tad asau vadhyatam papa
atatayy atma-bandhu-ha
bhartus ca vipriyam vira
krtavan kula-pamsanah
tat—therefore; asau—this man; vadhyatam—will be killed; papah—the sinner; atatayi—assaulter; atma—own; bandhu-ha—killer of sons; bhartuh—of the master; ca—also; vipriyam—having not satisfied; vira—O warrior; krtavan—one who has done it; kula-pamsanah—the burnt remnants of the family.
This man is an assassin and murderer of your own family members. Not only that, but he has also dissatisfied his master. He is but the burnt remnants of his family. Kill him immediately.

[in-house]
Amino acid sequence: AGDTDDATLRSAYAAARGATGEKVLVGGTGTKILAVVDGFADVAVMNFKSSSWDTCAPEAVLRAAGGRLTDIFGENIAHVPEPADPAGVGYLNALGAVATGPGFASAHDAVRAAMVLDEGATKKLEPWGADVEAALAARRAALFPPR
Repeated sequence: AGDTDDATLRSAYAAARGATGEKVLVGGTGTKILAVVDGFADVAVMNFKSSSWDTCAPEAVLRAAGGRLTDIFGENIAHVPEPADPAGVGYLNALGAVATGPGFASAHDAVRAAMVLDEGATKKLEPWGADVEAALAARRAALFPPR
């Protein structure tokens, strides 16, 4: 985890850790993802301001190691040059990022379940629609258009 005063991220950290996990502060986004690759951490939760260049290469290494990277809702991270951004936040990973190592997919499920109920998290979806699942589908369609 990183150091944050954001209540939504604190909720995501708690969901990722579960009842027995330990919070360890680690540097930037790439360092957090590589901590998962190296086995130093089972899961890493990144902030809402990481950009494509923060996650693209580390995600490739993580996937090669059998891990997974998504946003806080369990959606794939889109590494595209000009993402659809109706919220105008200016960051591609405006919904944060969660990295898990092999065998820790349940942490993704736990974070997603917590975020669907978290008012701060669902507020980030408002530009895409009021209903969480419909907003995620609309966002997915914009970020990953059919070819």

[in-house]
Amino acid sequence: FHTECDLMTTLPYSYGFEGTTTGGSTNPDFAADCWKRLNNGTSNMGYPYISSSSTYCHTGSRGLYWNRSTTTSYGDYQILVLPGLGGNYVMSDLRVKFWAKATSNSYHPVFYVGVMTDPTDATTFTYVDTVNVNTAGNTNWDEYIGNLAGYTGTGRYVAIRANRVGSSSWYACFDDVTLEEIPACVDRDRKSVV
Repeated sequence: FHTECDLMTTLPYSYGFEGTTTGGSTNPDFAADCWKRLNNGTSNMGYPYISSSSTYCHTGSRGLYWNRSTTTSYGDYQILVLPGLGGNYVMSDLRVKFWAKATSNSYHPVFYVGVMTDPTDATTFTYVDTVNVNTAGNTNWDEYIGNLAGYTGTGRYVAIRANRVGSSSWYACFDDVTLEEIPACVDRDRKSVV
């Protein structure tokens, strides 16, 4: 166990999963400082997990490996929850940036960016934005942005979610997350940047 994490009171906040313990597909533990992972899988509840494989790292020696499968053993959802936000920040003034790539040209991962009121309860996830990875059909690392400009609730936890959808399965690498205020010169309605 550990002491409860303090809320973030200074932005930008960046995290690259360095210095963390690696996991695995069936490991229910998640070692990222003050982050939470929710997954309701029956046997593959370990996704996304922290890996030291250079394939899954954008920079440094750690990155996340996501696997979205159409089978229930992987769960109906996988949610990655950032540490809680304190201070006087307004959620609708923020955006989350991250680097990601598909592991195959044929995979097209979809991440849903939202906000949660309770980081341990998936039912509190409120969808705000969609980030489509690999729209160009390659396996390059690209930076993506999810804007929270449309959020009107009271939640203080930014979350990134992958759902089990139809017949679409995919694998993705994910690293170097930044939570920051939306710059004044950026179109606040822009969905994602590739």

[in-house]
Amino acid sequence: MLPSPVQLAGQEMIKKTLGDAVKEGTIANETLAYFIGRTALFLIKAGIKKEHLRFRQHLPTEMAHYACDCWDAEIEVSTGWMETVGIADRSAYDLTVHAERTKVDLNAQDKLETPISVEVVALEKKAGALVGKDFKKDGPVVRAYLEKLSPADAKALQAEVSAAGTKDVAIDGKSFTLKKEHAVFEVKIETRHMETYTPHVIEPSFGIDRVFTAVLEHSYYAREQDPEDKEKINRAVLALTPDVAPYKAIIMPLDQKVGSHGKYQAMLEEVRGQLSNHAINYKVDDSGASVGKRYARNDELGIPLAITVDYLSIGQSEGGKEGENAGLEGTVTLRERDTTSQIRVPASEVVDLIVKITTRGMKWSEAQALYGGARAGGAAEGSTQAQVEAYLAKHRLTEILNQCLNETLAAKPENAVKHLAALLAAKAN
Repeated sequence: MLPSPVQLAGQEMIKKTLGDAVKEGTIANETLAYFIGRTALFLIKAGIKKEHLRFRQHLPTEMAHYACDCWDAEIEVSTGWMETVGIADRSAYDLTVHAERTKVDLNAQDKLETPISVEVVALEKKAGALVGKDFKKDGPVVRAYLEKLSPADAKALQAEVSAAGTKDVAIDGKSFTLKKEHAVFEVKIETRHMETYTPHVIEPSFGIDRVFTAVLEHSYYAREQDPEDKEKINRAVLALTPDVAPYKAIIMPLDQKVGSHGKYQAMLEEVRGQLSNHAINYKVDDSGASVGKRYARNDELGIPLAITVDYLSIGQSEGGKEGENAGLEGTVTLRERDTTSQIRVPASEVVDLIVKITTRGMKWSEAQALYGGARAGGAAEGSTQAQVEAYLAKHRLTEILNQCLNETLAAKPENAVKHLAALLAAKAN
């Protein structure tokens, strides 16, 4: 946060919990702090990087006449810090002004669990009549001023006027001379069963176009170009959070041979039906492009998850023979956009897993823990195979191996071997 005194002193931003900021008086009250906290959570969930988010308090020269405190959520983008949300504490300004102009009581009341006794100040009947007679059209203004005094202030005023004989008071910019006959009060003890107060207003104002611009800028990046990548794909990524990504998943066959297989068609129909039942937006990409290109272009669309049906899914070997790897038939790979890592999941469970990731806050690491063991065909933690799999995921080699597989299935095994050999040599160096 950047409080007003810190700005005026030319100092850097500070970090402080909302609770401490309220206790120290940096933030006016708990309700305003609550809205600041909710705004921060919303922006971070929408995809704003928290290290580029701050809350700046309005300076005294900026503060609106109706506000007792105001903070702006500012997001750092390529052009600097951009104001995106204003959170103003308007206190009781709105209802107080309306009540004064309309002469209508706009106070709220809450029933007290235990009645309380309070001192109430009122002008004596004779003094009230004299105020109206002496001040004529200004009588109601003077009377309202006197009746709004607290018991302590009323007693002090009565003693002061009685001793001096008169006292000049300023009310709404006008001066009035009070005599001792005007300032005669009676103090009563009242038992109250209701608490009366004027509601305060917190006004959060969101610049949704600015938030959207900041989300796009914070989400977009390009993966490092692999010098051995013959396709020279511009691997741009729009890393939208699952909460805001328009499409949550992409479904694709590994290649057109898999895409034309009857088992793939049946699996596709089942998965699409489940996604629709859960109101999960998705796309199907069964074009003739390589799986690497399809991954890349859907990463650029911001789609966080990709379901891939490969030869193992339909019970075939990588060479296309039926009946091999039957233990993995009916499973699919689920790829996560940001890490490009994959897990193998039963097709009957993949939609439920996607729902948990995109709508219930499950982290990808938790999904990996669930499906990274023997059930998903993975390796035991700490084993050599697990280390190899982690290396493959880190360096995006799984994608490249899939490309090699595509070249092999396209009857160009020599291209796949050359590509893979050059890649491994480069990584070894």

The son of Dronacarya is condemned here as the burnt remnants of his family. The good name of Dronacarya was very much respected. Although he joined the enemy camp, the Pandavas held him always in respect, and Arjuna saluted him before beginning the fight. There was nothing wrong in that way. But the son of Dronacarya degraded himself by committing acts which are never done by the dvijas, or the twice-born higher castes. Asvatthama, the son of Dronacarya, committed murder by killing the five sleeping sons of Draupadi, by which he dissatisfied his master Duryodhana, who never approved of the heinous act of killing the five sleeping sons of the Pandavas. This means that Asvatthama became an assaulter of Arjuna's own family members, and thus he was liable to be punished by him. In the sastras, he who attacks without notice or kills from behind or sets fire to another's house or kidnaps one's wife is condemned to death. Krsna reminded Arjuna of these facts so that he might take notice of them and do the needful.

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